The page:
Levelling Up – The Logic of Logistics, a new report from British Property Federation and Savills, undertaken in partnership with UKWA and a number of leading industrial developers, shows planning policy has restricted development of ‘critical national infrastructure’ for the past decade and that the long-term shortage of supply has suppressed demand for logistics space, particularly in the North and the Midlands.
The report says that demand for logistics space across England has been underestimated in planning policy for a decade, and future demand is likely be at least 29% higher than the levels seen in recent years.
It examines how national planning policy and increased housing targets have restricted the development of space for the logistics sector and finds that additional development could unlock significant additional demand and wide socio-economic benefits, with future demand for logistics space calculated to be at least 42% higher in Leeds, 35% higher in Manchester, 29% higher in Birmingham and 28% higher in Nottingham than current levels.
Commenting on the report, Clare Bottle, Chief Executive Officer of UK Warehousing says, “Warehousing contributes billions of pounds to the UK economy, creating increasingly diverse job opportunities whilst becoming more energy efficient, so the growth of our sector is a good news story for sustainability. This new report shows how warehousing is also making an important contribution to the Government’s levelling-up agenda, with 70 percent of demand for warehousing property coming from the North”.
Gwyn Stubbings, Planning Director at GLP and Chair of BPF’s Industrial Committee adds, “The Covid-19 pandemic has demonstrated that our industrial and logistics facilities are a key part of the nation’s critical national infrastructure. Alongside our supply chains, they support the functioning of a strong economy and the way we live our lives by ensuring we have what we need at the right time. They are as crucial as the roads, rail, airport and port facilities needed to move goods around the country.”
He adds, “Enabling the sector to reach its full potential is essential to driving economic growth but our planning system remains a barrier by not allocating enough land in appropriate locations. If the industrial and logistics sector is to play its full part in the economic recovery and levelling up it is vital that we create a more agile planning system which is more responsive to the sector’s needs.”
The report argues that the supply-demand dynamics of warehouse space have been distorted since 2011, with annual take-up averaging 34 million sq ft over that period, 46% higher than the net delivery of new space. This chronic shortage of warehouse space has seen rents rise 61% – more than twice the rate of inflation – and the national vacancy rate stay consistently below the ‘equilibrium’ rate of 8% which is recommended in national and local planning policy.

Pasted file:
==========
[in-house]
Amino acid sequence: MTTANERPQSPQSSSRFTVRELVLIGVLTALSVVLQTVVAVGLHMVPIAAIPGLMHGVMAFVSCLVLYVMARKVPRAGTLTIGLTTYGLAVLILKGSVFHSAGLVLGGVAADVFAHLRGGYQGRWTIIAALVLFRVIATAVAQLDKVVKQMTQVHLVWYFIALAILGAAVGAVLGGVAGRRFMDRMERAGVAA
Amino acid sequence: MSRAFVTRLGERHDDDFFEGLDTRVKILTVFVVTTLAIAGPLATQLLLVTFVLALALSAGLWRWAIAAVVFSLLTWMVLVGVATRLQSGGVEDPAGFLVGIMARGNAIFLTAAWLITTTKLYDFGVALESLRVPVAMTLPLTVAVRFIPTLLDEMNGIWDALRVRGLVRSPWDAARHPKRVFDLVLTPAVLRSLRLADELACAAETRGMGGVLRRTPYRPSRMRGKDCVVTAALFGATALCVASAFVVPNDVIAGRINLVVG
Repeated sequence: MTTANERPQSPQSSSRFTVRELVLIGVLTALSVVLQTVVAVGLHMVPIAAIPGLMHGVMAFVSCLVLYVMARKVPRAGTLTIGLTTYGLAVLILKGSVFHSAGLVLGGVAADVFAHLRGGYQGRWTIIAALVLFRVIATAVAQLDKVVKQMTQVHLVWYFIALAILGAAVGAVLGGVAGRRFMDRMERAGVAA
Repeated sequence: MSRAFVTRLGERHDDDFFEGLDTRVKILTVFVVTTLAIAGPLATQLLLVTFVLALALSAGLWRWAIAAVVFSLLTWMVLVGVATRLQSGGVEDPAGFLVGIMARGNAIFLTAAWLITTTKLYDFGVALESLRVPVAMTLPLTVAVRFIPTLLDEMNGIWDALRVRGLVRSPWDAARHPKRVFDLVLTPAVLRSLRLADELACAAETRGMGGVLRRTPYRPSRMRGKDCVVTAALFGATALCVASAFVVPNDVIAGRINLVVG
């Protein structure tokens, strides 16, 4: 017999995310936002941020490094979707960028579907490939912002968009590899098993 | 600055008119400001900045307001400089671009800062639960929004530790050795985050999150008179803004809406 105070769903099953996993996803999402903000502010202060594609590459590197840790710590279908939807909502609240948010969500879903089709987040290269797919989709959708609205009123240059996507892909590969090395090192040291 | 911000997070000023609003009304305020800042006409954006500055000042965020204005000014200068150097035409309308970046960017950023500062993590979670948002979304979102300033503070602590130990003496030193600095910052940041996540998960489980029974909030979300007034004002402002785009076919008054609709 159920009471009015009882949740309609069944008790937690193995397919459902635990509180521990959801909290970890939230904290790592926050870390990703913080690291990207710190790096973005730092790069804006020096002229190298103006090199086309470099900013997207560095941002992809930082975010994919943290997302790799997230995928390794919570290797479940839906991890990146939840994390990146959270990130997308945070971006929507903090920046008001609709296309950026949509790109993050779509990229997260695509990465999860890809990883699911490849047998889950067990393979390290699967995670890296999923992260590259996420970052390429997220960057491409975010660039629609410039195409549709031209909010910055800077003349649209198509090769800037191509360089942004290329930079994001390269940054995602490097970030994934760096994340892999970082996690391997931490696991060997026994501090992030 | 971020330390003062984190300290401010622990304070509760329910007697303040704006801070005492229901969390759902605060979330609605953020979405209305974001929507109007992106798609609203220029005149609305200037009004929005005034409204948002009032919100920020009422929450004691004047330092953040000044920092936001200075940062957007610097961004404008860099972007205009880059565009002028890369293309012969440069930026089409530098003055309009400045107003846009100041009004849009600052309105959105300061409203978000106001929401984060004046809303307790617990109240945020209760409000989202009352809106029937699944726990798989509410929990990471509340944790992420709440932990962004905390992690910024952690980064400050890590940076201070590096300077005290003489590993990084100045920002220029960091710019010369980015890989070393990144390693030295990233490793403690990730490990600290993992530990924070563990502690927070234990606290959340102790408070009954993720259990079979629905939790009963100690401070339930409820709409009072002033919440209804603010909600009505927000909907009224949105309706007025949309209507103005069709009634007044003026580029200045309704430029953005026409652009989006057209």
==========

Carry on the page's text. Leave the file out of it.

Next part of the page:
The British Property Federation has called for greater support for industrial and logistics space as critical national infrastructure within national planning guidance. Its recommendations in its Employment Land Manifesto, published in 2021 included:
- Binding targets for delivery of employment space, including logistics space, alongside housing targets
- Introduce a presumption in favour of logistics space where sites meet certain criteria around transport connectivity and appropriate for the development of large buildings
- Modernise Employment Land Reviews so that real time information on trends such as ecommerce growth inform allocation of land for logistics
- Ensure logistics is planned for separately to other industrial uses in Local Plans
- Adaptation of Design Codes to be appropriate for logistics developments
Melanie Leech, Chief Executive of the British Property Federation, concludes, “For over a decade planning policy has underestimated the need for logistics space in and around major population centres to support the growth of ecommerce and create robust and resilient supply chains. Demand for warehouse space is currently at an unprecedented level, but future demand is likely to be significantly higher as the digital economy continues to expand, and supply chains are reconfigured post-Brexit. It is therefore imperative that we find new ways to balance the delivery of housing with modern warehouse facilities, which will create a broad range of employment and help revitalise regional economies.”
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